Hearty kudos to Phylene Anderson and those who assisted her in this massive effort!
This good news came from StandardNet.love and was passed on to us by the ever-dedicated writer and animal rescuer Jim Willis. Thanks Jim!
Flagging attention to animals’ plight
By Sally H. N. Wright
BRIGHAM CITY — Hundreds of people pass by Box Elder Animal Shelter every day without giving it a second glance.
Phylene Anderson, of Brigham City, hopes to change that.
To celebrate Utah’s Week for the Animals and raise awareness for the problem of pet overpopulation, Anderson has spearheaded an effort to decorate the shelter’s lawn with more than a thousand paper flags.
Each flag represents an animal that came to the shelter in the past year.
Now, drivers slow down to stare at the rows of flags.
Anderson, owner of Ellie’s Pet Hotel, a Brigham City grooming and boarding business, says she hopes people will stop for a closer look at the display, learn more about how to help companion animals and maybe even adopt a pet.
Some of the animals the flags represent were lucky; 235 were claimed by their owners and 132 were adopted.
The other 638 animals — mostly dogs and cats — were euthanized.
The numbers keep Anderson up at night, she says, because the problem is a simple one to solve.
“People have to spay and neuter their pets, or the shelter animals have no chance,” she said. “It’s something everyone can do. The shelter workers didn’t create this problem — they just have to clean it up.”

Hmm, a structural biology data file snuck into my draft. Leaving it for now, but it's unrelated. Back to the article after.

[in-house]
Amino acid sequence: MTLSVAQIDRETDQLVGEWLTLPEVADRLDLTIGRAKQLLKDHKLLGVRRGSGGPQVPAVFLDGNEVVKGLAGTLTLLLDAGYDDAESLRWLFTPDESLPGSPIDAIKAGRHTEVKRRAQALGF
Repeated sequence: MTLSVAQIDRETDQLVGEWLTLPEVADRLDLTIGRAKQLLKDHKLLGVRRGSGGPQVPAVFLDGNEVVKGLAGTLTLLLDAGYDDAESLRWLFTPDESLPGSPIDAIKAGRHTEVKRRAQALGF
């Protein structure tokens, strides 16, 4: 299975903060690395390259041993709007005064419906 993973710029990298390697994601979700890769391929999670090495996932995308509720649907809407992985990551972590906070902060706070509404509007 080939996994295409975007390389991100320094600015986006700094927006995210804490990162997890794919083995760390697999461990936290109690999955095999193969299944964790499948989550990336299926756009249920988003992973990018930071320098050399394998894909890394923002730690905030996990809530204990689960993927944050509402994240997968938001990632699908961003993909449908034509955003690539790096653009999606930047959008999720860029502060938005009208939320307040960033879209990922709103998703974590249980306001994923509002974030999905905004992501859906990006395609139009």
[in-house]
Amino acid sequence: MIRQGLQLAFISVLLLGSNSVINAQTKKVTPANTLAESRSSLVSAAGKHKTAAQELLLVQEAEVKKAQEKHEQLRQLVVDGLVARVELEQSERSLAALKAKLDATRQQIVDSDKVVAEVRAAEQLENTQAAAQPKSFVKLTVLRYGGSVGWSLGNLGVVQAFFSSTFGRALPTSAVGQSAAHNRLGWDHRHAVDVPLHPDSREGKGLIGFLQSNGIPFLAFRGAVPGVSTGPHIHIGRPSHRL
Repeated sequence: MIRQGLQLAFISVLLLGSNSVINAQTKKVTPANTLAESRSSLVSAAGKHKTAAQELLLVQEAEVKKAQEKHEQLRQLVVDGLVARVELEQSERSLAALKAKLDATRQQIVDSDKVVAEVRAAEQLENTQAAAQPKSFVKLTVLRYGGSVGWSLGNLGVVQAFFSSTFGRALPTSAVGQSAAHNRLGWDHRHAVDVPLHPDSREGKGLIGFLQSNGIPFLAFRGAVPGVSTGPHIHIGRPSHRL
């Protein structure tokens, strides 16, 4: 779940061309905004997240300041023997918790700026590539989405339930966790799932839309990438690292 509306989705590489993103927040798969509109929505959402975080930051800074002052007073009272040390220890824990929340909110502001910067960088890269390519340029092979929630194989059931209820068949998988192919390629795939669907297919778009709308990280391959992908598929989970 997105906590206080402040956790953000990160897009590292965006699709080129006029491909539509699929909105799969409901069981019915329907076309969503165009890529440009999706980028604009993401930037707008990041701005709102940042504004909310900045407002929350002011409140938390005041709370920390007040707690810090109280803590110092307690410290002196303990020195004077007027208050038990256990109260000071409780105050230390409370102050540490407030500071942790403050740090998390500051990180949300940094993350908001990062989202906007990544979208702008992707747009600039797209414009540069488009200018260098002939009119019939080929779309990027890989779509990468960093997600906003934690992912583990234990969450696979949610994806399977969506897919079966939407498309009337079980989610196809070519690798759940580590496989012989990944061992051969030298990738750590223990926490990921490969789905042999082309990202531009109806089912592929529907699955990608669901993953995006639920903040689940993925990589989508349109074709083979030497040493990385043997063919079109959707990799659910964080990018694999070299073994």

To make so many flags, Anderson collaborated with Brigham City schoolchildren and animal advocates around the world.
Students from Jill Vanderwood’s class at Box Elder Middle School and Debi Compton’s third-grade class at Bunderson Elementary in Brigham City decorated flags with drawings, photos, stories and poetry to illustrate their love for animals.
“We talked about how pets deserve the very best you can give them, and how if you’re going to have a pet, it’s for life. It’s not something to be taken lightly,” Anderson said.
The children’s work appears on red and yellow flags — what Anderson calls “the happy flags,” which represent the claimed and adopted animals. Many show pictures of the students’ own pets with little love poems around them.
The 638 white flags on the east side of the shelter represent the animals that were destroyed. The scene is reverent, similar to a cemetery, and photos of abandoned animals that were euthanized stare out of many of them.
Anderson took many photos at the Box Elder Shelter to illustrate the various flags, but she turned to contacts in the pet rescue community to help her make each flag meaningful. Shelter workers and animal advocates in Arizona, Idaho, Kansas and even Jerusalem sent her photos and stories of both happy endings and disappointments.
The project also caught the attention of several animal-loving authors, including Jim Willis, who wrote “Pieces of My Heart”; Stacey Mantle, author of “Conquering the Food Chain: Living Among Animals Without Becoming One”; and Ed Kostro, who wrote “Through Katrina’s Eyes: Poems From an Animal Rescuer’s Soul.”
They donated books to be given as prizes and granted permission for quotations from their work to be displayed.
Vickie Chidester, one of Brigham City’s two animal control officers who also double as shelter administrators, says her work is emotionally draining and physically taxing.
“I wish the public understood what I go through every week when I have to go through the agony of having to choose which ones live and which ones die,” she said.
“Maybe if they could experience that, having to make that choice, maybe they would be more responsible.”